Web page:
On 4 October 1957 the United States was shaken to its very core. The latest blow in the Cold War had been struck, and this time it was the Soviets who were in the ascendant.
The Korean War may have ended with an uneasy stalemate four years earlier, but it was enough for the US to style the outcome as a partial victory back home. But now there was no denying it: the Soviets had done something the US never had. They had put an artificial satellite into space.
Sputnik 1 was the first object to ever breach the Earth’s atmosphere in a controlled fashion and the first to achieve what was only theorized up until that point: a stable orbit, travelling high above the American homeland with impunity. This was a catastrophe for the west.
What had it seen up there? Was there evidence of heaven, or hell, or aliens, or something completely unexpected. Surely the Soviets would know: in another shocking turn of events Sputnik was not silent. It was transmitting information back to the observers below.
The Americans could hear the message, but they had no way of understanding what it was they were hearing. It became an immediate priority to decipher the message: what was Sputnik telling the Soviets?
A Scientific Bonanza
In truth, Sputnik had already gifted any watching scientists with invaluable information. Observers from the ground had watched the launch vehicle pass through the upper atmosphere and gained a massive amount of practical telemetry and other data which could be put to use in their rocket programs.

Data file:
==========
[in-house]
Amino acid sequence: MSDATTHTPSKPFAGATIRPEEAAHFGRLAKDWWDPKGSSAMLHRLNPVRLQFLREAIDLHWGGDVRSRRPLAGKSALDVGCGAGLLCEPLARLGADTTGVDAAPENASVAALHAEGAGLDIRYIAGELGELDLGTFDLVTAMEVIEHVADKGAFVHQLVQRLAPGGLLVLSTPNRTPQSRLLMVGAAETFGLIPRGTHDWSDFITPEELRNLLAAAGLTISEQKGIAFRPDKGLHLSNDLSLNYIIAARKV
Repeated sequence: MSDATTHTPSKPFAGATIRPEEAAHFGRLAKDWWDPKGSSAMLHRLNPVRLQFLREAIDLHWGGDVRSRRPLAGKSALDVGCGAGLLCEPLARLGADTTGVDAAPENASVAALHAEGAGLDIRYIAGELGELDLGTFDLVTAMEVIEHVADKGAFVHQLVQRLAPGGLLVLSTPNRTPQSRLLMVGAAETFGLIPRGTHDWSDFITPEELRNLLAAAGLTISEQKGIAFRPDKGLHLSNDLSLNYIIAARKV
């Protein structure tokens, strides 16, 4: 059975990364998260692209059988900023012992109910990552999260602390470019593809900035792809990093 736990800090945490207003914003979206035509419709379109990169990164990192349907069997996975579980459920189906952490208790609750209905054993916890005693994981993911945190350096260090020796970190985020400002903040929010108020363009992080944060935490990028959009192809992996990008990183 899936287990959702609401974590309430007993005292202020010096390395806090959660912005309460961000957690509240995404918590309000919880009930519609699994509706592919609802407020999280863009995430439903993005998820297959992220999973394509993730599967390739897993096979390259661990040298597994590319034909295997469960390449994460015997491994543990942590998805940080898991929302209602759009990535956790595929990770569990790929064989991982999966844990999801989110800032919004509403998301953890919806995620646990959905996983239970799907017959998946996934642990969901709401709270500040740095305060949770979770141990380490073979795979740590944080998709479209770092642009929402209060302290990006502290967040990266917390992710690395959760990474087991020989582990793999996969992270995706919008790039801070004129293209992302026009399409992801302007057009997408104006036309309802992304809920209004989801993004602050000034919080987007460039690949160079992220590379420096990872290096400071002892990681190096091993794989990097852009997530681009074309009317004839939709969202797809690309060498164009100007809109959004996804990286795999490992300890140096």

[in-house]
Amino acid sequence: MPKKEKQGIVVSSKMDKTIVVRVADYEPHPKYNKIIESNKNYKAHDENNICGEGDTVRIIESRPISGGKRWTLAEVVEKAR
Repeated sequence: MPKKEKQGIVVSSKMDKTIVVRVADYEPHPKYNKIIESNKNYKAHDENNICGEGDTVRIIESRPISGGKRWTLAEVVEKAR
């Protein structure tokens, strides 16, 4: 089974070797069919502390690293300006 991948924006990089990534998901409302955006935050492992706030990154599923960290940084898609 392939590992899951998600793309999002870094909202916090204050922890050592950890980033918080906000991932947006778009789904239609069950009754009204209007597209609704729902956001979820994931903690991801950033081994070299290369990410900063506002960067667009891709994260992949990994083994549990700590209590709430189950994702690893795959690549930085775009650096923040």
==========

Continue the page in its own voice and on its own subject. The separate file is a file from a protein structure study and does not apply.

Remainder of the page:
Nor was any attempt made by the Soviets to disguise the signal from the little satellite. Any amateur radio operator could hear the series of beeps being transmitted from outer space. The Americans, who had watched the progress of the launch with extreme interest, captured every nuance of the message.
This was the start of what became known as the “Sputnik Crisis”. The Americans could not believe that Soviet technology was so decidedly in advance of their own, and the western world was thrown into crisis at this apparent gap in knowledge.
This was the start of the Space Race, leading to the creation of NASA the next year and starting a chain of events which would result in the Moon landings a little over a decade later. The American public was similarly fixated by this Soviet marvel, with the New York Times publishing 279 separate articles in October 1957 on Sputnik, an average of 11 a day.
So, did the Americans ever decipher the message? Their finest minds applied themselves to the task, but it seemed that the subtleties of the Soviet code eluded them. Sputnik was transmitting, but the United States could not decode the message.
It would be years before the secret of Sputnik 1 was revealed to the west. When they finally understood what the satellite was sending, the Americans were shocked at their incompetence and their mistakes.
Sputnik, you see, was not sending telemetry at all. The Soviet space program, throughout much of its history, was predicated on risk taking and incomplete understanding of the technology: it was far more important to be first than to be reliable.
Sputnik had nothing to say about the universe beyond the Earth’s atmosphere. The series of beeps was simply that, an audible sound that anyone could hear which confirmed to the Soviets that their wild rocket ride into space had actually worked and that the satellite had survived the journey.
All Sputnik wanted to say was “here I am”.
Top Image: Sputnik was sending a signal back to Earth containing the first man-made signal from beyond our atmosphere, but the Americans were unable to crack the code. Source: Gregory R Todd / CC BY-SA 3.0.
By Joseph Green